“No,” said the law-abiding Lemming. “His face was enough. It was like—” and he named a picture by an artist called Goya.
“Stolen goods be damned!” Wollin said to me, “If you must have it, I was planting out plants from my garden.” What did you say to him then, Will?”
“I asked him what the plants were, of course,” said Lemming, and turned to McKnight. “They were daffodils and a sort of red honeysuckle and a special loose-strife — a hybrid.” McKnight nodded judicially while Lemming talked incomprehensible horticulture for a minute or two.
“Gardening isn’t my line,” Keede broke in, “but Will’s questions acted on Master Wollin like a charm. He dropped his suicide-talk and began on gardening. After that it was Will’s operation. I hadn’t a look-in for ten minutes. Then I said:—“What’s there to make a fuss about in all this?” Then, he turned away from Will and spoke to me, carneying again—like you patients do. He began with his medical record—one shrapnel peppering; and one gassing, plus gangrene. He
had put in about two years in various hospitals, and he Was full of medical talkee-talkee. Just like you, Sandy, when you’ve been seeing your damned specialists. And he’d been doped for pain and pinched nerves till the wonder was he’d ever got straight again. He told us that the only thing that had helped him throught the War, was his love of gardening. He’d been mad keen on it all his life—and, even in the worst of the Somme, he used to get comfort out of plants and botany, and that sort of stuff. I never did. Well, I saw he was speaking the truth; but next minute he began to hedge. I noticed it and said something, and then he sweated in rivers. He hadn’t turned a hair over his proposed suicide, but now he sweated till he had to wipe it off his forehead, Then I told him that I was something else besides a medico, and Will was too, if that ’ud make things easier for him. And it did. From then on, he told the tale on The Square, in grave distress you know. At his last hospi al—when he had the gangrene—he’d been particularly doped, and he fancied that that was where his mind had gone. He told me that he was insane, and had been for more than a year, I asked him not to start on his theories till he’d finished with his symptoms. You patients are all the same. He said there were Gotha raids round his hospital which used to upset the wards. And there was a V.A.D.—she must have been something of a woman, too—who used to read to him and tell him stories to keep him quiet. He liked ’em because, as far as he remembered, they were all about gardening. But, when he grew better, he began to heaVoices—little whispers at first, growing louder and ending in regular uproars,—ordering him to do certain things. He used to lie there shaking with horror, because he funked going mad. He wanted to live and be happy again, in his garden. When he was discharged, he said, he left hospital with a whole Army Corps shouting into his ears; and the sum and substance of their orders was that he must go out and plant bulbs and things at large, up and down the countryside. Naturally he suffered a bit but, after a while, he went back to his house at Mitcham and obeyed orders, because, he said, as long as he was carrying ’em out the Voices stopped. If he knocked off even for a week, he said, they helled him on again. Being a methodical bird, he bought a motor-byke and a basket lined with oil-cloth, and he used to skirmish out, planting his silly stuff by the wayside and in coppices and on commons. He’d mark down likely spots by day, and attend to ’em after dark. He was working round Channet’s Ash, that night, and he'd come out of the meadow and down the school-children’s path, right on to Ellen’s body ; which had upset him. I wasn’t worryin’ about Ellen, for the moment, I headed him back to his own symptoms. The devil of it was that, left to himself, there was nothing he’d have liked better— he saidso—than this planting job; but the Voices ordering him to do it scared the soul out of him. Then I asked him if the Voices had worried him much when he was in the cellar with his revolver. He said, cornin’ to think of it, that they had not; and I reminded him that there was very little seasickness in the Channel boats when submarines were around.”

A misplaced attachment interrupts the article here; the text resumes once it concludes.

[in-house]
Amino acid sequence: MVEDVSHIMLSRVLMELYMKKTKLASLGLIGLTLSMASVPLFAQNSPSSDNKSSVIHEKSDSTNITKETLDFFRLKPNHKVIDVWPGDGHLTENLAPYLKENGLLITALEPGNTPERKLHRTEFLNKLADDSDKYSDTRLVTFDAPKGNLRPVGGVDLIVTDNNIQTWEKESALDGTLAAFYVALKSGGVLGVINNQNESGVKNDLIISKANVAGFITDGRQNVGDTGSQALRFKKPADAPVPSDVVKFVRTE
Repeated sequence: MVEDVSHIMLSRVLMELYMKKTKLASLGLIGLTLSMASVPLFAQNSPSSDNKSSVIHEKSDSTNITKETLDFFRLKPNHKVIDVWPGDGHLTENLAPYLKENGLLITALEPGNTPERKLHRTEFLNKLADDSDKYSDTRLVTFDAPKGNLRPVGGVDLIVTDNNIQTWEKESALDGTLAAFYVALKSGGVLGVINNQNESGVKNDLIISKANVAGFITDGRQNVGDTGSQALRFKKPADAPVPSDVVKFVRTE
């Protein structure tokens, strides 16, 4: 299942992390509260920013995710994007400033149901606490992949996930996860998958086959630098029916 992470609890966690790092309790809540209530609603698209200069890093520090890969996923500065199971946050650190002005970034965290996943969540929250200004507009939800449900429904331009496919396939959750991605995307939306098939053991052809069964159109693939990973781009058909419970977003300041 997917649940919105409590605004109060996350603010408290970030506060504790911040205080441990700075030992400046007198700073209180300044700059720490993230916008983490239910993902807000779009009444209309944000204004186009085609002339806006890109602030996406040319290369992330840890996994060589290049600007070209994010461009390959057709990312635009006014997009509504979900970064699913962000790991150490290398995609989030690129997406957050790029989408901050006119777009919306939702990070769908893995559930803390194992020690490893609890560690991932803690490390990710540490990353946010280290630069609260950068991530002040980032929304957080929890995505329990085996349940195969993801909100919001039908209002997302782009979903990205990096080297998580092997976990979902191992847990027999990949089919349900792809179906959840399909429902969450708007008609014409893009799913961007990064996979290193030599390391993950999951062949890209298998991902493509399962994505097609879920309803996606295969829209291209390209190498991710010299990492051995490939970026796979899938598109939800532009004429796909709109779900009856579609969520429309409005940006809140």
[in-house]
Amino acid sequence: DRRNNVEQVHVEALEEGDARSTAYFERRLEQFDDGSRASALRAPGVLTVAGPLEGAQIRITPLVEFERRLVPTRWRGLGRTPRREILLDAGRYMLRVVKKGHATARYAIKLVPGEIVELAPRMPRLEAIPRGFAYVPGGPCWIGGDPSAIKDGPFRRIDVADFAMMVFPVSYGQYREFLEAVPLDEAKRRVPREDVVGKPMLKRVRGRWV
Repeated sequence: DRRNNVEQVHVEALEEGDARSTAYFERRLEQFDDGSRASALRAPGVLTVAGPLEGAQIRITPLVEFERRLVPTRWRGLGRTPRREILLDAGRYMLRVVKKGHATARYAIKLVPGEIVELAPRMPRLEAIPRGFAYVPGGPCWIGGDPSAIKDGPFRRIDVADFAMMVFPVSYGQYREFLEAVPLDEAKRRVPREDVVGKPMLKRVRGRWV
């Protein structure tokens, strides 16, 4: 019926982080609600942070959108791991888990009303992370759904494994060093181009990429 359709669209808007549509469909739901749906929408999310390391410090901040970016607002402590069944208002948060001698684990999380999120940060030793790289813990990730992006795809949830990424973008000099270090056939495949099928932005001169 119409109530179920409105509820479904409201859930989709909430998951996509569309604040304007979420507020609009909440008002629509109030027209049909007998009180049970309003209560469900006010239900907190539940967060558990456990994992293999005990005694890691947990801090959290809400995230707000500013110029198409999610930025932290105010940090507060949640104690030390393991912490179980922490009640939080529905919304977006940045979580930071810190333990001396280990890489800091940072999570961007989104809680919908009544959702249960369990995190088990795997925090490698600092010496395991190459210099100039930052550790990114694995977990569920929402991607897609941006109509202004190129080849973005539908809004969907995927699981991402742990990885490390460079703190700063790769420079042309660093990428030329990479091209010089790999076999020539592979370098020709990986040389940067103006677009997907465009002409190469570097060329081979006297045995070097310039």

(¡ “You’ve forgotten,” said Lemming, “that he stopped fawning as soon as he found out we wer on The Square.”
“He did so,” Keede assented. “And he insisted on us staying to supper, so’s he could tell his symptoms properly. Just like you, again Sandy! The old lady backed him up. She was clinging to us, too, as though w ’d done her a favour. And Wollin told us that if he’d been in the dock, he knew he’d have told the Jury his tale of his Voices and nightplantings, just like the Ancient Mariner; and that would have sent him to Broadmoor. It was Broadmoor, not hanging, that he funked. And so, he went on and on about his Voices, and I cross-examined.
He said they used to begin with noises in his head like rotten walnuts being smashed; but he fancied that must have been due to the bombs in the raids. I reminded him again that I didn’t want his theories. The Voices were sometimes like his V.A.D.’s, but louder; and they were all mixed up with horrible dope-dreams. For instance, he said, there was a smiling Dog that ran after him and licked his face, and the Dog had something to do with being able to read books, and that gave him the notion, as he lay abed in hospital, that he had water on the brain, and that that ’ud prevent him from rootgatherin’ an’ obeying his Orders.”